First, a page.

Why you should consider applying for grad school right now

By Robert Wiblin

Application deadlines for US PhD programs are coming up over the next month. We think many of our readers who are considering grad school at some point in the next few years should apply this year.

We’re writing this informal list of pros and cons now because a number of people we’ve coached recently have been more reluctant to apply for grad school than we think they should have been.

Why should they take the option seriously?

  • You have to plan far ahead of time. If you apply now you will only begin the program late next year. Even if you don’t feel ready to start a PhD today, you should consider whether you will be in a year’s time. If you aren’t sure, applying keeps that option open. We’ve spoken to many people considering grad school but thought they would work for a few years before returning, only to have their situation change and grad school seem like a much better option. Early in your career, your mind can change more often than you expect.
  • An increasing number of the paths we recommend, especially in research and policy, are much easier to pursue with a PhD. For example, if you want to work on improving our ability to control pandemics, the best options appear to be research (most likely in academia but perhaps also in the private sector), or policy reform (in think tanks, government agencies, congressional, or elsewhere). Some of the best roles are only open to people with PhDs. Even where they aren’t, you’re likely to advance faster and have more impact with a PhD in a relevant area, such as epidemiology or synthetic biology.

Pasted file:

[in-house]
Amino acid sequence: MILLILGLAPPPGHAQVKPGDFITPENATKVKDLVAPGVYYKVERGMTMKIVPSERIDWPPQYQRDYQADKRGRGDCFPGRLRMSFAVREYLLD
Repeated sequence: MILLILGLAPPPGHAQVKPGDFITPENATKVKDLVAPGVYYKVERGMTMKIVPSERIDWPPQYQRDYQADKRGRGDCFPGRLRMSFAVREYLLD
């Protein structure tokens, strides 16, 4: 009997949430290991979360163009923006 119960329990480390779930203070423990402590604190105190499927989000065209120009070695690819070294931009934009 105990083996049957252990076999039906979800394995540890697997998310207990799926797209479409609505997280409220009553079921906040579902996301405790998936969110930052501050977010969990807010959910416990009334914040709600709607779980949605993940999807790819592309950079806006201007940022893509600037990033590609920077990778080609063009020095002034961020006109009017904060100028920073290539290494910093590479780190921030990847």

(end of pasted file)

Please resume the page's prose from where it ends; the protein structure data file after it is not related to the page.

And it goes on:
• There are a number of graduate programs we often recommend, such as economics, machine learning and data science. There are a number of others that can also be good if they are the right personal fit for you, such as philosophy, mathematics, computer science, physics, public policy, and some areas of biology or medicine such as biomedical research.
  • Our readers are sometimes underconfident – they can get into top programs, though don’t think they can.
  • We are concerned about untrained amateurs going directly into trying to solve very difficult problems. They can then cause harm overall, by lowering the average quality of analysis or launching ill-considered projects due to a lack of experience or understanding. A PhD reduces the risk you will do this.
  • Even if you probably don’t want to enrol next year, if you apply this year you can learn the process and put in even stronger application next time. Being declined this year often doesn’t hurt your chances applying next year (though you should check with particular programs you’re applying to).
  • Professors can usually write a stronger letter of recommendation if you’re recently out of college, just because they remember you better. It’s hard to write a good letter for someone you’ve talked with a handful of times in the past 5 years.
  • Top programs often weight recent research more heavily than research you did a number of years ago. If you spend more than 2-3 years without doing relevant research in that time, this can significantly hurt your chances.
  • There are a growing number of donors in the effective altruism community (such as the AI Fellows Program) willing to fund PhD graduates to conduct research into our priority problem areas, both inside and outside academia. As a result the job prospects for PhD graduates who are part of the effective altruism community look better than they used to.

In the past we have been more pessimistic about the value of doctoral programs. We worry readers may see us as discouraging them more than we currently do.

Of course applying for grad school involves substantial costs – the time taken to compile writing samples, take standardised tests, contact references, and of course the application fee itself. If your chances of accepting an offer for the coming year are low enough, then it wouldn’t be worth this up-front cost.